Mathematically, the odds are against either New Jersey Governor Chris Christie or Kentucky Senator Rand Paul becoming president of the United States. Of all the millions of eligible Americans throughout history, including many thousands of successful politicians, the number of individuals who have achieved the alchemy of talent, timing, and luck to attain that high office is a mere 43 (counting Grover Cleveland twice).
Even among the dozen or so preferiti who get talked up on a quadrennial basis, there can be only one.
And while it seems plausible that one or both of Christie and Paul will run for president in 2016, their prospects for success are less significant than the philosophy each man represents.
As the recent, well-publicized squabble between them demonstrates, while these two men share a party, they embody vastly divergent views of America. Christie sounds much like a robust Republican of the recent past, prioritizing security and strength in the face of foreign enmity; Paul, meanwhile, avers that many of the direst threats facing the nation are domestic in nature, including and especially the power and intrusiveness of our federal government.
In short, they have very different ways of defining danger, and defending freedom.
The shorthand has been that Christie represents the Republican “establishment,” while Paul champions its “libertarian” or, if you like, “Tea Party” faction (though the latter moniker carries considerable additional baggage).
In modern parlance, you will find defenses of Christie in the columns of major publications, whereas Paul’s supporters can be read in the “comments” section.
The recent brouhaha was touched off by comments Christie made at the Aspen Ideas Festival in Colorado, in which he called Paul’s brand of libertarianism a “dangerous thought,” termed his objections to the National Security Agency’s surveillance programs “esoteric,” and dared NSA critics to present their case to the “widows and orphans” of 9/11.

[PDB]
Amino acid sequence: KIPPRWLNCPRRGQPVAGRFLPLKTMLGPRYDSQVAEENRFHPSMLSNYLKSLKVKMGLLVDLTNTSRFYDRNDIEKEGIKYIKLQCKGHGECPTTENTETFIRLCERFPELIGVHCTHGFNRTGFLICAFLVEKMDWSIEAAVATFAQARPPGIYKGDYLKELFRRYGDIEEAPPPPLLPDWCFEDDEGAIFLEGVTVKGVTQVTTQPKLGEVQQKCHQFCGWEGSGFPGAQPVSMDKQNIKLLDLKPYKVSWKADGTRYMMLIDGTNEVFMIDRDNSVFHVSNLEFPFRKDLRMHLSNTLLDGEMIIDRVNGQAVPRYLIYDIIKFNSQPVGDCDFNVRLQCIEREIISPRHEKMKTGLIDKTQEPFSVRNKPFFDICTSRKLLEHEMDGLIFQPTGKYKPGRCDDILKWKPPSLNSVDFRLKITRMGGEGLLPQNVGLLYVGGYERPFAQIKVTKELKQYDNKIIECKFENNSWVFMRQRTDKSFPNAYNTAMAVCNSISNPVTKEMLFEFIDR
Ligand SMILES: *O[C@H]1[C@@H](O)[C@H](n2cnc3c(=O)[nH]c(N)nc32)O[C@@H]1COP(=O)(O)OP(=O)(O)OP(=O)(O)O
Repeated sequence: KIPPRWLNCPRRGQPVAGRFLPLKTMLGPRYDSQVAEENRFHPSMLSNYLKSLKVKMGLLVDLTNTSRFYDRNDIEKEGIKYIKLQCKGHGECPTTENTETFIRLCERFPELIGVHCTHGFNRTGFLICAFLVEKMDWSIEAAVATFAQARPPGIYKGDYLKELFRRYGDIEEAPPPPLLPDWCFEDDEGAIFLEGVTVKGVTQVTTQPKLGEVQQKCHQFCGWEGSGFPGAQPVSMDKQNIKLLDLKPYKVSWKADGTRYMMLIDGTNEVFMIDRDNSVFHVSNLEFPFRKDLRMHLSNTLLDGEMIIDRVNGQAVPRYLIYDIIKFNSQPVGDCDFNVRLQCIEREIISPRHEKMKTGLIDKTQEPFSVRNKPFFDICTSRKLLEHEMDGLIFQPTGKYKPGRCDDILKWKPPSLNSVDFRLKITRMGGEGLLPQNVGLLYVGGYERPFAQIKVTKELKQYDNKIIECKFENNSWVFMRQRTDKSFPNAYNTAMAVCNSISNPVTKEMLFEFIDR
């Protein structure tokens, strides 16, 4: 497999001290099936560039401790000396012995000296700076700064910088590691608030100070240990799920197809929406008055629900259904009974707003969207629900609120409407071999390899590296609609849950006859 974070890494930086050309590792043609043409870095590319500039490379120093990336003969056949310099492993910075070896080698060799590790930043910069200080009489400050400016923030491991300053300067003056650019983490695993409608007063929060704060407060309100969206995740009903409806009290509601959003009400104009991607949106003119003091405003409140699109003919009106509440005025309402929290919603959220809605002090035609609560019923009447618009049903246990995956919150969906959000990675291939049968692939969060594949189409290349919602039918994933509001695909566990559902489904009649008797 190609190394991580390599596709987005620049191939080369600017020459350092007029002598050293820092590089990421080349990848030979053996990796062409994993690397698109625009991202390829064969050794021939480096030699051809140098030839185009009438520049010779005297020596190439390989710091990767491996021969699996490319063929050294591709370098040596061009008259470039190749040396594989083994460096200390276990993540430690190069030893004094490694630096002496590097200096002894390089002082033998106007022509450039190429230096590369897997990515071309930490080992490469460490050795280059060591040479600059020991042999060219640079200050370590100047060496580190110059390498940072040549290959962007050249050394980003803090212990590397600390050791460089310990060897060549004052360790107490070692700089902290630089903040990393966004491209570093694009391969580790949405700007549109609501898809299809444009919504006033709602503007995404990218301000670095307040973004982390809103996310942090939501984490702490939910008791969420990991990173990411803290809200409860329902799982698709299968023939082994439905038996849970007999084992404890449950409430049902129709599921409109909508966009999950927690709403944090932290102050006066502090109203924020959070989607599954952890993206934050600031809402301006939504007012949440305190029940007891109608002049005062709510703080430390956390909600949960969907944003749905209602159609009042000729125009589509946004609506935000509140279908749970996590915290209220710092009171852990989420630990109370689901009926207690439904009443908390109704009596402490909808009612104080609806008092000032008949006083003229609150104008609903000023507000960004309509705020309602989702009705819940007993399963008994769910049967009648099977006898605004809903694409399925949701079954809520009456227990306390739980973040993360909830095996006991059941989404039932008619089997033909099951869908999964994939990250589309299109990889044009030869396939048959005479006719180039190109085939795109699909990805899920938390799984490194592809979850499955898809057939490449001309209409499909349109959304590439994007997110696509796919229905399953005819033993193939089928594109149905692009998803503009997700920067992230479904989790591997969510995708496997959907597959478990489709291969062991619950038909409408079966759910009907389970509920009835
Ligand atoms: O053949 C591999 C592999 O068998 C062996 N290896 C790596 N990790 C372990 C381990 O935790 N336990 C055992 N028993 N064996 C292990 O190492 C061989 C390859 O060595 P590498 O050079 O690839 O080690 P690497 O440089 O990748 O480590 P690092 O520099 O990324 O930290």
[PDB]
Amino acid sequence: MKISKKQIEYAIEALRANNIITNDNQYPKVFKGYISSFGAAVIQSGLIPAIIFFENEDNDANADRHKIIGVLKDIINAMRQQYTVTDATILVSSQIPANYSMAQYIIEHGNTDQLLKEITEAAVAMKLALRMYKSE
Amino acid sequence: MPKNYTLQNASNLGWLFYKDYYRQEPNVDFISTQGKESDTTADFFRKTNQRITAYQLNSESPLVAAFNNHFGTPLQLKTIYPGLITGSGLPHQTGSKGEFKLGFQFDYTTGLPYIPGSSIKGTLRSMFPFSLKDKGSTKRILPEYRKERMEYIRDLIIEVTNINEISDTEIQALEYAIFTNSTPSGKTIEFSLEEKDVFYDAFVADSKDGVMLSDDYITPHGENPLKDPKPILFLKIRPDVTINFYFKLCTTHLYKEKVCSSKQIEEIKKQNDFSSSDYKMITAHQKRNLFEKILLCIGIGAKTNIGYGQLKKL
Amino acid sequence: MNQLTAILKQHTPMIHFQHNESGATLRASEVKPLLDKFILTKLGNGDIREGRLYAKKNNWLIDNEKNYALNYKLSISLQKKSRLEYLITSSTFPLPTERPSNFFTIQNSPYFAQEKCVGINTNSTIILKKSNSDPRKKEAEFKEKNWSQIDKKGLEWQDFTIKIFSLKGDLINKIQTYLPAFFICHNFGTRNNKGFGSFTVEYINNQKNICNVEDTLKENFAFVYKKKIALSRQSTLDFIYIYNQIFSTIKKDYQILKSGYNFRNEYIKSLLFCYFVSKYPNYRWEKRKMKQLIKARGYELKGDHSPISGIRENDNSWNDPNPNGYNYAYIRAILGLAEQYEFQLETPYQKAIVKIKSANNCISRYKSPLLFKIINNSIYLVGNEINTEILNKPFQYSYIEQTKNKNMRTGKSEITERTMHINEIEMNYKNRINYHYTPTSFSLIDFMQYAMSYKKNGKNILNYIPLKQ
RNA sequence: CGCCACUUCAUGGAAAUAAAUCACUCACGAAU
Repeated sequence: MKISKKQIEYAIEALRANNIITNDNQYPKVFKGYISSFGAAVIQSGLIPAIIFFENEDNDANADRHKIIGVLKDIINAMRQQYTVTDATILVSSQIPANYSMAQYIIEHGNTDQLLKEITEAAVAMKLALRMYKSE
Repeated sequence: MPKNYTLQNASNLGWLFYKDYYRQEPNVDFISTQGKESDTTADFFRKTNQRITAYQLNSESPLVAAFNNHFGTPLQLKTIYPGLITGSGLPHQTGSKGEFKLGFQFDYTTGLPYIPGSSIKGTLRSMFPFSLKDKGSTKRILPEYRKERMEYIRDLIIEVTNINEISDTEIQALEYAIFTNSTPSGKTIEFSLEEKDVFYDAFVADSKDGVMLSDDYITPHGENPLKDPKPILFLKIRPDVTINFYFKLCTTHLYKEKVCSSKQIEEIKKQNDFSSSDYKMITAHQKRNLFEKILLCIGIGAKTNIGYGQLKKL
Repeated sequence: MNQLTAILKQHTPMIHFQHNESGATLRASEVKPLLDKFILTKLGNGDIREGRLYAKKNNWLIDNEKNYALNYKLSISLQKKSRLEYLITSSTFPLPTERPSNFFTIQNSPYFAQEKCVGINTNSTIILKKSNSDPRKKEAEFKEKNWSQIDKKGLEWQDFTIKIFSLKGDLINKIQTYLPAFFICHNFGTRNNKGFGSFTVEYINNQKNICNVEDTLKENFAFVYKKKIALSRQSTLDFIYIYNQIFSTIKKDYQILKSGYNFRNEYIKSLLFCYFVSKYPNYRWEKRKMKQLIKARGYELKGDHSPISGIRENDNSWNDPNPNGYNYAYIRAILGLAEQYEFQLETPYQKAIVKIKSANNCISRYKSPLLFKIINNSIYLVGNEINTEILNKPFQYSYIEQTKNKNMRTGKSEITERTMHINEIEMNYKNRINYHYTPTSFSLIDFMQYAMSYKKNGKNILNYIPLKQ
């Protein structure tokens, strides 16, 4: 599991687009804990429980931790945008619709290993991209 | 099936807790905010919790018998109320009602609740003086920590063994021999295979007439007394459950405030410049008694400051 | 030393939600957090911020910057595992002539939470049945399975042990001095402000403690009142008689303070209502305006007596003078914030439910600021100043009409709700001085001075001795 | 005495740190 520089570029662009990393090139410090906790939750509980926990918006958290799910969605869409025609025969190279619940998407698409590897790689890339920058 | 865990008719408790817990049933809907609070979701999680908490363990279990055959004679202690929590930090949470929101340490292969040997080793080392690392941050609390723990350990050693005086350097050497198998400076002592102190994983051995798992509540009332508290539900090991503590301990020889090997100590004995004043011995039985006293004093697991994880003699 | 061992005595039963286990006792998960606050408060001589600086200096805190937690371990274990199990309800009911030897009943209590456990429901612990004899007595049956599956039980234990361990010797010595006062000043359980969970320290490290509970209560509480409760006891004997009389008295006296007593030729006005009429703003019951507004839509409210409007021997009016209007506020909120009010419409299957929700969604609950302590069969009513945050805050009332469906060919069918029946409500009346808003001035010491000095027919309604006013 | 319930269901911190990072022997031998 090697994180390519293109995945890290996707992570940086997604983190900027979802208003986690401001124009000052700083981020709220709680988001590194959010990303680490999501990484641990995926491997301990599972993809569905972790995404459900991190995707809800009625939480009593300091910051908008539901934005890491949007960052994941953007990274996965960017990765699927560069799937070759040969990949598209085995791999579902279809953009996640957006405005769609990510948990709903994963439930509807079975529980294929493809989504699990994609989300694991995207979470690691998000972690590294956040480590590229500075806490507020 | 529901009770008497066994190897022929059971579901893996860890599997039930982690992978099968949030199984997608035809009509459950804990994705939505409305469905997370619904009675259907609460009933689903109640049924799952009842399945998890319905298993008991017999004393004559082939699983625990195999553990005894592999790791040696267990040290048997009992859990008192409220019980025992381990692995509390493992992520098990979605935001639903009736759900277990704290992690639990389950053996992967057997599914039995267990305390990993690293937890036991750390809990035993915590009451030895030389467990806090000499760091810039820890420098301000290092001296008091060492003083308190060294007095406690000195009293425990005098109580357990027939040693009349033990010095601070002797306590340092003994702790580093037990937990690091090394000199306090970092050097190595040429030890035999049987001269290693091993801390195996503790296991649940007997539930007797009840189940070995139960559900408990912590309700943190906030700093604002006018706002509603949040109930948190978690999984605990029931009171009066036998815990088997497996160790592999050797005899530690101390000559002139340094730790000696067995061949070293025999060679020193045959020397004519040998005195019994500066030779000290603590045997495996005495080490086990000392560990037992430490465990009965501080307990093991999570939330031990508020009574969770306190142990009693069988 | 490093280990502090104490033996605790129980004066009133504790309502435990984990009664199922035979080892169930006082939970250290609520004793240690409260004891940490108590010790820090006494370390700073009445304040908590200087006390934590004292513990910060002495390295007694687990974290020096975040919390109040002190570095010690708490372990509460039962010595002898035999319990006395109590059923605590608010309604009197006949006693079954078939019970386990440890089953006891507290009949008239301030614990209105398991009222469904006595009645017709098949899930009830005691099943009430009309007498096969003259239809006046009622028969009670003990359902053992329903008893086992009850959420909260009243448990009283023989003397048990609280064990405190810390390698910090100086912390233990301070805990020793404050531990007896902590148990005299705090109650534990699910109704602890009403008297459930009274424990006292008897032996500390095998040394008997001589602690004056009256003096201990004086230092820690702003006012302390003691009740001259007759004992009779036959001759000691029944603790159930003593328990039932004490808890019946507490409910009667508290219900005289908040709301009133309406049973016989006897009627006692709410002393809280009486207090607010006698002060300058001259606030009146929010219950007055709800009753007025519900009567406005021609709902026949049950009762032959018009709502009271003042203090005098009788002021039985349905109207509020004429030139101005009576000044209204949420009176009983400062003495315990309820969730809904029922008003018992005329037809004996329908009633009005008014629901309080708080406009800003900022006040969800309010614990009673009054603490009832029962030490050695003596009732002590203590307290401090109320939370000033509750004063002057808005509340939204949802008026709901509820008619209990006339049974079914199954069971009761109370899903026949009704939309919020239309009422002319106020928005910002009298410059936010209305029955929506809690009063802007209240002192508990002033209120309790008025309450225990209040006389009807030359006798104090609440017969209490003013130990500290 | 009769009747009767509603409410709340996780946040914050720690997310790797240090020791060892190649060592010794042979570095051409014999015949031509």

Paul responded by offering Christie a dictionary, since a program that monitors every person in America is something other than “esoteric.” From there, the spate descended into unbecoming silliness about bacon and who has time for a beer with whom, but their initial disagreement represents a crucial question for their party, and for America. To wit, have we sacrificed too much freedom in the name of security?
This is a discussion that Republicans, and the country, must have.
Many will say that Republicans did not object to the security state when it was being constructed by President George W. Bush, and that’s fair enough. But as government surveillance expands and the militarization of American life increases in the second term of a Democratic president, perhaps we can shoulder bipartisan responsibility and ask: What would we like to do next?
“Remember 9/11” is a worthy and, one hopes, eternal commemoration of those who were killed that day, but it cannot serve as an indefinite rationale for egregious conduct. As a matter of course and reason, rallying cries are temporary. Were they not, some Canadian could say, “Remember the War of 1812” and punch you in the face.
The difference between September 10 and September 12 is less about capabilities than mindset. We were not attacked because the government was unable to track the phone calls and emails of every American. Rather, on an institutional and individual basis, Americans had taken a holiday from history through the 1990s, not recognizing that the terrorist acts of that decade represented a war already underway.
As others have noted, by the time the passengers of Flight 93 learned the fate of the other planes, and opted to overpower their hijackers, Americans had already twigged to the new reality, and inoculated themselves against similar attacks. The passengers who subdued underwear bomber Umar Farouk Abdulmutallab on Christmas Day 2009 reinforce this view.
Notwithstanding these instances, are the terrorist threats we face really so vast and various that we must countenance ubiquitous government surveillance?
Freedom is the issue. As conservatives and liberals disagree over where market failure occurs, demarcating the point at which government should intervene, Paulites and Christiecrats differ over which approach is most effective to safeguard liberty.
Must the security state be maintained, as Christie argues, or is that very state the principal threat to the freedom it purports to defend, per Paul?
Which man’s approach is more consistent with America’s values, and which will preserve its liberty for the future? Can there be reconciliation of their views?
For the GOP, perhaps the strongest option would be a genuinely articulate candidate who can speak the language of traditional Republicans, while embracing the vision of a rebirth of freedom (Sen. Ted Cruz, please call your office).
Then again, maybe none of this will matter. In 2016, as in 2012, perhaps Americans will opt for more of the same and send another Democrat to the White House (or watch a Christie-Paul ticket win, like, 48 states).
But regardless of who is on the ballot, the visions embodied by Chris Christie and Rand Paul present Americans with a momentous choice.
Theo Caldwell is the author of Finn the half-Great.